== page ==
‘Core strength’ has become a fad term in the fitness industry over the last 20 years and associated with the growth of Pilates in the early 2000’s.
Joseph Pilates, while ahead of his time in many ways with respect to exercise, did not actually know about the role of the deep stabilisers such as the pelvic floor and deep abdominal muscles in providing stability to the spine when exercising or in normal activities of daily living especially when bending or lifting. He used a technique often referred to as ‘bracing’.
Many people believe they have a strong ‘core’ but when asked to lift their pelvic floor and gently engage their deep abdominal muscles below the belly button they can’ t do so and make attempts to ‘suck in their gut’ or push their belly out.
Next time you get up from a lying position on your back or attempt a sit up – look down at your navel. If your see a dome in the middle rather than a flat abdomen – you are not engaging your core.
Many people go to Pilate’s classes and are not doing the exercises correctly. Many end up with a sore back because they are doing advanced level exercises without adequate strength and endurance of the core stabilisers.
One of the advantages of clinical Pilate’s instruction with a trained physiotherapist (in an initial private consultation) who can assess the pelvic floor and deep abdominal muscles with real time ultrasound is that both the physiotherapist and client can identify these muscles and targeted training can accelerate correct engagement and strengthening of these muscles.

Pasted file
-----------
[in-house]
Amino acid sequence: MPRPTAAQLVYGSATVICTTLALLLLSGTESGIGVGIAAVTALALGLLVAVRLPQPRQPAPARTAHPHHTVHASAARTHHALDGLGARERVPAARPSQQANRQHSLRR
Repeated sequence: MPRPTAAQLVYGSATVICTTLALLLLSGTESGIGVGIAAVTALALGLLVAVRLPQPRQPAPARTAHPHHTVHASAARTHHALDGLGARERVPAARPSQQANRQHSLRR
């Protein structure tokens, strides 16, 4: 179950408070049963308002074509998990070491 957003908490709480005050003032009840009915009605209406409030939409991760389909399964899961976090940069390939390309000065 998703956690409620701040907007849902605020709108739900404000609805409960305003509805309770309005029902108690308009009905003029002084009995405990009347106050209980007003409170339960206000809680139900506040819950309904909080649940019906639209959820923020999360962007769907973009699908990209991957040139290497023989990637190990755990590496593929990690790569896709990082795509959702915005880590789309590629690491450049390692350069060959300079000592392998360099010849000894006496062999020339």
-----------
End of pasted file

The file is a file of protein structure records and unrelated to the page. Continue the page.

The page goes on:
Between 80-90% of the general population experiences a severe bout of back pain at least once in their lifetime. Professor Paul Hodges, of the School of Health and Rehabilitation Sciences at the University of Queensland, says there is no ‘one size fits all’ approach to exercise and back pain.
Research has shown that in chronic episodes of pain there is ‘inhibition’ of the deep supporting muscles of the spine and the receptors in many of these muscles (proprioceptors) that constantly feed information to the spinal cord and brain about what each joint is doing – its position in space and direction of movement etc, becomes disrupted.
With misinformation from these damaged proprioceptors – the neural pathways to these muscles from the brain and spinal cord also alter, so correct coordination of muscles is lost resulting in altered firing and recruitment of muscles and altered movement patterns.
There is increasing body of evidence that correct core stabilisation does help restore muscle function and reduce back pain. At Canberra University we are fortunate enough to have Cherie Wells doing a PhD in Pilates and low back pain and we anxiously await the outcome of her work in this area.